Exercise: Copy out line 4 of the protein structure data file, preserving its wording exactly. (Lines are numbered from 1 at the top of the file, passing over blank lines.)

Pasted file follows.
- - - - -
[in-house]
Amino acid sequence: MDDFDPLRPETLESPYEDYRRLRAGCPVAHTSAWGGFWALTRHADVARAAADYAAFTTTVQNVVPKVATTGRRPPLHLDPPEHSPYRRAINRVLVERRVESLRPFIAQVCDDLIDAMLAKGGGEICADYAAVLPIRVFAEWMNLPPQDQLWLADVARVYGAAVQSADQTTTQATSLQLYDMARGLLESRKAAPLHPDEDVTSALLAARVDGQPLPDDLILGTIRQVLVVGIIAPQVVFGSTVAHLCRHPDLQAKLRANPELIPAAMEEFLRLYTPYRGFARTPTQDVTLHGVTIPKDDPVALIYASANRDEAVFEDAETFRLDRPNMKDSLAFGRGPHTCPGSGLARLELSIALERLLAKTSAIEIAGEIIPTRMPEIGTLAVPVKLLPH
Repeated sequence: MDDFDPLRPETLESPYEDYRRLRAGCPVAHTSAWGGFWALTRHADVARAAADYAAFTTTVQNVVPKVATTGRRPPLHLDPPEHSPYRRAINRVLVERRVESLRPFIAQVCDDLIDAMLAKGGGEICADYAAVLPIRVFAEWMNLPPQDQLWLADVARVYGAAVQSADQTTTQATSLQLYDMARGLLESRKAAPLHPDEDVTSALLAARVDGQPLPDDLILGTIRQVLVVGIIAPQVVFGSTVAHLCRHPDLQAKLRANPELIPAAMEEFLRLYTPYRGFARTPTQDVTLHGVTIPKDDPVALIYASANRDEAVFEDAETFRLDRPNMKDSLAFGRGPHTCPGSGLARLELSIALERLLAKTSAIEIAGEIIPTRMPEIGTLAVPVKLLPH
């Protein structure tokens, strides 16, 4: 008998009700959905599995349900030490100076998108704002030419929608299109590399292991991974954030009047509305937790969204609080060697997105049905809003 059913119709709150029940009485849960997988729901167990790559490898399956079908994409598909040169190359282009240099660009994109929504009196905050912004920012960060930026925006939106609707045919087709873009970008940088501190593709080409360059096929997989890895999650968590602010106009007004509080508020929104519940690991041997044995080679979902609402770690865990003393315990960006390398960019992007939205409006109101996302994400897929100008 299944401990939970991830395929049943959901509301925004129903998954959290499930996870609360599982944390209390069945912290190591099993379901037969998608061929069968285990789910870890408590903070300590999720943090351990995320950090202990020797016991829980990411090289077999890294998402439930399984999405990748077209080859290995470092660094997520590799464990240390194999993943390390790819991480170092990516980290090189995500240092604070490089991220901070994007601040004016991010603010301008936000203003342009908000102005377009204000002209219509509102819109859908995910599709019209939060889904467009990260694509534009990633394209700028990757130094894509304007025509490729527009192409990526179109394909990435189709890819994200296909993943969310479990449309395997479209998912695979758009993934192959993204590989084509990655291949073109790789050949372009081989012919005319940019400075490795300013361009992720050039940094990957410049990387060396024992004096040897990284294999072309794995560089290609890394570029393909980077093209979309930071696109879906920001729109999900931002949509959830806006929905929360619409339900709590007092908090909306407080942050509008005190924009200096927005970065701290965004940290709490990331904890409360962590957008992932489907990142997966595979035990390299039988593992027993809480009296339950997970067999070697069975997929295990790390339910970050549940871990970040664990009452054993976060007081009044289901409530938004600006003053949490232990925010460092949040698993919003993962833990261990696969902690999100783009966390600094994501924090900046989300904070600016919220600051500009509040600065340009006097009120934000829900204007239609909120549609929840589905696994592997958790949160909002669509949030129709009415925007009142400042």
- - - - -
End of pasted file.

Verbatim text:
């Protein structure tokens, strides 16, 4: 008998009700959905599995349900030490100076998108704002030419929608299109590399292991991974954030009047509305937790969204609080060697997105049905809003 059913119709709150029940009485849960997988729901167990790559490898399956079908994409598909040169190359282009240099660009994109929504009196905050912004920012960060930026925006939106609707045919087709873009970008940088501190593709080409360059096929997989890895999650968590602010106009007004509080508020929104519940690991041997044995080679979902609402770690865990003393315990960006390398960019992007939205409006109101996302994400897929100008 299944401990939970991830395929049943959901509301925004129903998954959290499930996870609360599982944390209390069945912290190591099993379901037969998608061929069968285990789910870890408590903070300590999720943090351990995320950090202990020797016991829980990411090289077999890294998402439930399984999405990748077209080859290995470092660094997520590799464990240390194999993943390390790819991480170092990516980290090189995500240092604070490089991220901070994007601040004016991010603010301008936000203003342009908000102005377009204000002209219509509102819109859908995910599709019209939060889904467009990260694509534009990633394209700028990757130094894509304007025509490729527009192409990526179109394909990435189709890819994200296909993943969310479990449309395997479209998912695979758009993934192959993204590989084509990655291949073109790789050949372009081989012919005319940019400075490795300013361009992720050039940094990957410049990387060396024992004096040897990284294999072309794995560089290609890394570029393909980077093209979309930071696109879906920001729109999900931002949509959830806006929905929360619409339900709590007092908090909306407080942050509008005190924009200096927005970065701290965004940290709490990331904890409360962590957008992932489907990142997966595979035990390299039988593992027993809480009296339950997970067999070697069975997929295990790390339910970050549940871990970040664990009452054993976060007081009044289901409530938004600006003053949490232990925010460092949040698993919003993962833990261990696969902690999100783009966390600094994501924090900046989300904070600016919220600051500009509040600065340009006097009120934000829900204007239609909120549609929840589905696994592997958790949160909002669509949030129709009415925007009142400042």